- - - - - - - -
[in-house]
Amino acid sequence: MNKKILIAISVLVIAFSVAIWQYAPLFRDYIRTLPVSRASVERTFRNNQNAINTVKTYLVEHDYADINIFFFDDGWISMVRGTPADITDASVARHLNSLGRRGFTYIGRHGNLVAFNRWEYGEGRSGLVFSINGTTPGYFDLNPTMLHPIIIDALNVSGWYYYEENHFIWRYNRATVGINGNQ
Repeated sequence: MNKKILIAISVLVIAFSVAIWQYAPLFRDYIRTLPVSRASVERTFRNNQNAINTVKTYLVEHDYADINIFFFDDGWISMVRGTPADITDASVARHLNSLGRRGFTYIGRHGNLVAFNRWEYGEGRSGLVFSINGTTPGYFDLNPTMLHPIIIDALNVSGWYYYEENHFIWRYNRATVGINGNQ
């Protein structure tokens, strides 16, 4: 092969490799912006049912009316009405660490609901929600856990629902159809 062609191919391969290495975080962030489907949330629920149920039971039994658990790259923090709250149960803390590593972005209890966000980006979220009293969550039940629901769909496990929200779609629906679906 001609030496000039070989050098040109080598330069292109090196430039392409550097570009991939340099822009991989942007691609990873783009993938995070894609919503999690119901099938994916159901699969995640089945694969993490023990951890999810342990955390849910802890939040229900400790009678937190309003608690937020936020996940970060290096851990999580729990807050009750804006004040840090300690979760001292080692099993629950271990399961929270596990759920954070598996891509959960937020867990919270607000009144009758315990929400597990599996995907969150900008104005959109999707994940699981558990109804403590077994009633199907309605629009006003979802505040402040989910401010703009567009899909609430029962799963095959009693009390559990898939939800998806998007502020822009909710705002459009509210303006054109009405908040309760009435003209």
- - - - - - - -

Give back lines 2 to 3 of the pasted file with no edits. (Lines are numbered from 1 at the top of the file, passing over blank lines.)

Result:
Amino acid sequence: MNKKILIAISVLVIAFSVAIWQYAPLFRDYIRTLPVSRASVERTFRNNQNAINTVKTYLVEHDYADINIFFFDDGWISMVRGTPADITDASVARHLNSLGRRGFTYIGRHGNLVAFNRWEYGEGRSGLVFSINGTTPGYFDLNPTMLHPIIIDALNVSGWYYYEENHFIWRYNRATVGINGNQ
Repeated sequence: MNKKILIAISVLVIAFSVAIWQYAPLFRDYIRTLPVSRASVERTFRNNQNAINTVKTYLVEHDYADINIFFFDDGWISMVRGTPADITDASVARHLNSLGRRGFTYIGRHGNLVAFNRWEYGEGRSGLVFSINGTTPGYFDLNPTMLHPIIIDALNVSGWYYYEENHFIWRYNRATVGINGNQ